The band in red, blue and off-white cottolin is a copy of the Humikkala band, also in twill with some new patterns. Other bands from Finland are in

2-0-1-0, two threads and two empty holes per tablet as in Hochdorf bands. This kind of tablet weaving is still used in the Baltic region.

Next are Finnish diagonals from Kirkkomäki. These patterns are often incorrectly called “Egyptian diagonals,” because it was once thought that they originated in ancient Egypt.

1600 CE

The Jerusalem band, in two colours, double face with a repeating pattern that can be varied by changing the number of forward and backward turnings. The original starts with crosses, soon changing in flowers. The letters JERUSALEM on the original bands suggest “made in Jerusalem.” Perhaps the band was a souvenir from a visit to the Holy Land.

1800 CE

At last! The Running Dog and the Ram’s Horns. This tablet weaving looks complicated, but it is merely threading in, a clever use of four forward, four backward, while some tablets turn forward all the time (Figure 13 and 14). The original comes from Anatolia and even today the Running Dog is still found in Afghanistan, Syria, Iraq, and Iran. The nomads use the bands for packaging, decoration of their tents and horse and camel gear.

Modern bands

Next, come the modern bands, threaded in, turning four times forward, four times backward. Follow the timeline (Figure 1) to the yellow suns of Finland, the twill caracals of Persia and the narrow bands with figure-8 in thick and thin threads of Sulawesi tablet weaving.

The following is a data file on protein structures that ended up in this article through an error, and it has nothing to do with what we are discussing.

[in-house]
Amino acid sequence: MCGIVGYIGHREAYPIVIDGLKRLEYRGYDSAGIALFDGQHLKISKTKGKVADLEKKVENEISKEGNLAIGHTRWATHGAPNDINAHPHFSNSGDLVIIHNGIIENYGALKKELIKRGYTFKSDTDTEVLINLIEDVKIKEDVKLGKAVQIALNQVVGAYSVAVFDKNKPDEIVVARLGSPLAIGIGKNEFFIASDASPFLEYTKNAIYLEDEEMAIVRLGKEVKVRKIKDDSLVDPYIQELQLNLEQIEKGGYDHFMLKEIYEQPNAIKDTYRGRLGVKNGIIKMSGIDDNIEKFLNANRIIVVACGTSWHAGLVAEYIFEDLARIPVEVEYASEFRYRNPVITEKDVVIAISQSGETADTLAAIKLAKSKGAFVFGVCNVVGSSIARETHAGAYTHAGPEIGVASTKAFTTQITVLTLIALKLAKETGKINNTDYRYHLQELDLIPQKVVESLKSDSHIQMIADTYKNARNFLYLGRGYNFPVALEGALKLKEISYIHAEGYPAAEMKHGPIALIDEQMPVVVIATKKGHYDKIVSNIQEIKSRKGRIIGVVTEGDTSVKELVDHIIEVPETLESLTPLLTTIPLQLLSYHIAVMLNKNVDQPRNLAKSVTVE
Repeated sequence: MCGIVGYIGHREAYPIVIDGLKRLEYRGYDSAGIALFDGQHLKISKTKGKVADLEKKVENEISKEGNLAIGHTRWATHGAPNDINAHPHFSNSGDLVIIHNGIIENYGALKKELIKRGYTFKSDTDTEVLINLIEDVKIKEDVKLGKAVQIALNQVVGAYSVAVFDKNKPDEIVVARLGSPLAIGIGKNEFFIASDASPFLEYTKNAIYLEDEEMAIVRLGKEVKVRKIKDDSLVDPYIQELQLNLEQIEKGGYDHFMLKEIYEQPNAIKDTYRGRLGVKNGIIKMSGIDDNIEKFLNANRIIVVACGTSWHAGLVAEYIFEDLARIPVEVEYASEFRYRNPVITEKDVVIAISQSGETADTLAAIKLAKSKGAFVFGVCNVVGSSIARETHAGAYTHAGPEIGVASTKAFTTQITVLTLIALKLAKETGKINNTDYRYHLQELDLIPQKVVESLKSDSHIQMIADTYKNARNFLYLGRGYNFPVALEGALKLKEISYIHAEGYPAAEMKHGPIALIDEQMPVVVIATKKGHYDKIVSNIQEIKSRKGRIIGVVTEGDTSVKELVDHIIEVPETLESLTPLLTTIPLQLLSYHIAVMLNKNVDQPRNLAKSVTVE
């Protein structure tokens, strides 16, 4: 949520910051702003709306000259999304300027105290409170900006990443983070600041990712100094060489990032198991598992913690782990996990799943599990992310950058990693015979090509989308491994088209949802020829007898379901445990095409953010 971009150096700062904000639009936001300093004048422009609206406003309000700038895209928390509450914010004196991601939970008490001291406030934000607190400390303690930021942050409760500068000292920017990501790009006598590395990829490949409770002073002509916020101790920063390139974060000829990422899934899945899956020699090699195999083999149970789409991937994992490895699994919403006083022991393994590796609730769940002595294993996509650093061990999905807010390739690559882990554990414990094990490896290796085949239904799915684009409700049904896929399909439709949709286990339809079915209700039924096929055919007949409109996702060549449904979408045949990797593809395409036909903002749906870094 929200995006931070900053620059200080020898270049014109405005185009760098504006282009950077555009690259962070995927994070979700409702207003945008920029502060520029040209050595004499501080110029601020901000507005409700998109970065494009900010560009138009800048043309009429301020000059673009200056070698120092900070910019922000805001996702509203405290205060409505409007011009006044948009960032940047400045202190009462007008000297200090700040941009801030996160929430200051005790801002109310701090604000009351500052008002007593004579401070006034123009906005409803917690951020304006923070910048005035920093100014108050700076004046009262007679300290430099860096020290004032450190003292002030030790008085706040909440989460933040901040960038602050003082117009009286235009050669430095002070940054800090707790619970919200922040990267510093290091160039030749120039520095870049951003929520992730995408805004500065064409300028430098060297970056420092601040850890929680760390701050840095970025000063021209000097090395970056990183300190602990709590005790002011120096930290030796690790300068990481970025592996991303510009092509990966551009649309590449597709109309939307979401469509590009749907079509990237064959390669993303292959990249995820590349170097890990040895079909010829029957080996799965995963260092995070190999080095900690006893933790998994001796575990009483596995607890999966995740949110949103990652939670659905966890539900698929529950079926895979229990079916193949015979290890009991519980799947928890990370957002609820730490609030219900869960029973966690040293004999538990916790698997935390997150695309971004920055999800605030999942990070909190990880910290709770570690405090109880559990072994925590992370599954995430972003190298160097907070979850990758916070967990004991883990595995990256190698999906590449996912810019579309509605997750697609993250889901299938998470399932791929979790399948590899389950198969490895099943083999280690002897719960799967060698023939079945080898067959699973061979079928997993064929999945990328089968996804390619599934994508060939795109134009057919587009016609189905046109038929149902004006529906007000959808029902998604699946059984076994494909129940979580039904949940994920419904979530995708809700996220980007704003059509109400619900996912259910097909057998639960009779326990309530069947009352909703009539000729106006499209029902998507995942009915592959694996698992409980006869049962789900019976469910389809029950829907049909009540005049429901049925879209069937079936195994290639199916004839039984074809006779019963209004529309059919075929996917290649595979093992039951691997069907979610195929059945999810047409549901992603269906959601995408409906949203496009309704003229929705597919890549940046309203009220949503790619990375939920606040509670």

I could have added bands from Tibet, made in Nepal and bought in Neumünster in Germany, or a copy of a sazigyo with birds, fishes, and lions with a message in Dutch. However, there is not room enough for all those various tablet weavings. That is why the timeline ends with a threaded-in pattern, turning four times forward, four times backward band, I designed in 2003, with Dutch girls wearing yellow wooden shoes, dancing arm in arm (Figure 15).

References

Collingwood, Peter.  The Techniques of Tablet Weaving. London, UK: Faber and Faber, 1982. ISBN 0-571-10829-6.

Hansen, Egon. Tablet Weaving: History, Techniques, Colours, Patterns. Højbjerg, Denmark: Hovedland Publishers, 1990. ISBN 87-7793-047-4.

Schlabow, Karl. Textilfunde der Eisenzeit in Norddeutschland. Neumünster, Germany: Karl Wachholtz Verlag, 1976. ISBN 3-529-01515-6.

Copyright © 2020 by Aartha Greep